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How the US plans to manage artificial intelligence

  • 1 mth ago

As the EU’s Artificial Intelligence (AI) Act fights its way through multiple rounds of revisions at the hands of MEPs, in the US a little-known organization is quietly working up its own guidelines to help channel the development of such a promising and yet perilous technology.

In March, the Maryland-based National Institute of Standards and Technology (NIST) released a first draft of its AI Risk Management Framework, which sets out a very different vision from the EU.

The work is being led by Elham Tabassi, a computer vision researcher who joined the organization just over 20 years ago. Then, “We built [AI] systems just because we could,” she said. “Now we ask ourselves: should we?”

While the EU’s AI Act is legislation, NIST’s framework will be entirely voluntary. NIST, as Tabassi repeatedly stresses, is not a regulator. Founded at the beginning of the 20th century, NIST instead creates standards and measurement systems for technologies ranging from atomic clocks to nanomaterials, and was asked by the US Congress to work up AI guidelines in 2020.

Unlike the EU’s AI Act, NIST does not single out any particular use of AI as off limits (the Act, by contrast, could ban facial recognition in public spaces by the authorities, albeit with exceptions for things like terrorism).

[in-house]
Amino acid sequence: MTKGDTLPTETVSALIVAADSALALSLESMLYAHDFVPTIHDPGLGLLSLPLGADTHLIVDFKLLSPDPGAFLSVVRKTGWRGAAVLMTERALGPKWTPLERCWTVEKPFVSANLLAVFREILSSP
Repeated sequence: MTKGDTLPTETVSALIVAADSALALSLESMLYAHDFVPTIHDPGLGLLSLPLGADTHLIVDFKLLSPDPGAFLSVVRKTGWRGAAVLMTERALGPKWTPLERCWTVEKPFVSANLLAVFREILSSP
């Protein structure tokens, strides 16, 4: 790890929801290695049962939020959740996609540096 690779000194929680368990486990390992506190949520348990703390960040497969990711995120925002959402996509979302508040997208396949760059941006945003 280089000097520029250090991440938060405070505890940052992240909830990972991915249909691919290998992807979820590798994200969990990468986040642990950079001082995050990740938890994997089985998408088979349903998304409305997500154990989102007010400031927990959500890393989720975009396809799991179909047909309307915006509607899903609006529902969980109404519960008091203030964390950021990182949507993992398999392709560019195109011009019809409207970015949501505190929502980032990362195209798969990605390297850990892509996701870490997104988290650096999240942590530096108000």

And as NIST’s guidelines dryly note, its framework “does not prescribe risk thresholds or [risk] values.”  In other words, it is up to developers to weigh the risks and advantages of unleashing their AI systems on the world.

“At the end of the day, we truly believe that there isn't one size fits all,” said Tabassi. “It's up to the application owner, developer […] whoever is in charge, to do a cost benefit analysis and decide.” Facial recognition by police, say, is a much riskier prospect than using it to unlock a smartphone, she argues. Given this, prohibiting a particular use case makes no sense (though recent compromise texts on the EU AI Act suggest there may be exceptions for unlocking phones).

The EU AI Act repeatedly emphasizes that there needs to be ultimate “human oversight” of AI. NIST’s guidelines don’t mention this, because whether or not it is needed all comes down to how AI is being used. “We truly believe that AI is all about context, and ‘AI without a human’ doesn't mean much,” said Tabassi. NIST is not trying to regulate to that level of detail, of when exactly a human should be in the loop, she stresses.

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